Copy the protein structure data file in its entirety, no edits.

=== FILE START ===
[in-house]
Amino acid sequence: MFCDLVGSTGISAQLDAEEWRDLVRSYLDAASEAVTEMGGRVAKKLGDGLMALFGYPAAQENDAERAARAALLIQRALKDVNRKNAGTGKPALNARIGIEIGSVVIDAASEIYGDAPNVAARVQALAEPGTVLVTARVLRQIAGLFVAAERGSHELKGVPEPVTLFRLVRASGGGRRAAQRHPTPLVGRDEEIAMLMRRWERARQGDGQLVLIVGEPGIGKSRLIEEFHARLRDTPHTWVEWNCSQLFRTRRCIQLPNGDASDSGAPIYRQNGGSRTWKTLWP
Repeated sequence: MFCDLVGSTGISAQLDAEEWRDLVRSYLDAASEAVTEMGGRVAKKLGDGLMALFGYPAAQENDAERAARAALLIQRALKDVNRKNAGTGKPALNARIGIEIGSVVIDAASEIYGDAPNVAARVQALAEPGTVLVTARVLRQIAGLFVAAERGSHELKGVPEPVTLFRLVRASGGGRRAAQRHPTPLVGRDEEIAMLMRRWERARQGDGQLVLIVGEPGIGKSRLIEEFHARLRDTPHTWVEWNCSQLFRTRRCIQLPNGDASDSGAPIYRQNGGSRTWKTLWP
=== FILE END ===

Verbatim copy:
[in-house]
Amino acid sequence: MFCDLVGSTGISAQLDAEEWRDLVRSYLDAASEAVTEMGGRVAKKLGDGLMALFGYPAAQENDAERAARAALLIQRALKDVNRKNAGTGKPALNARIGIEIGSVVIDAASEIYGDAPNVAARVQALAEPGTVLVTARVLRQIAGLFVAAERGSHELKGVPEPVTLFRLVRASGGGRRAAQRHPTPLVGRDEEIAMLMRRWERARQGDGQLVLIVGEPGIGKSRLIEEFHARLRDTPHTWVEWNCSQLFRTRRCIQLPNGDASDSGAPIYRQNGGSRTWKTLWP
Repeated sequence: MFCDLVGSTGISAQLDAEEWRDLVRSYLDAASEAVTEMGGRVAKKLGDGLMALFGYPAAQENDAERAARAALLIQRALKDVNRKNAGTGKPALNARIGIEIGSVVIDAASEIYGDAPNVAARVQALAEPGTVLVTARVLRQIAGLFVAAERGSHELKGVPEPVTLFRLVRASGGGRRAAQRHPTPLVGRDEEIAMLMRRWERARQGDGQLVLIVGEPGIGKSRLIEEFHARLRDTPHTWVEWNCSQLFRTRRCIQLPNGDASDSGAPIYRQNGGSRTWKTLWP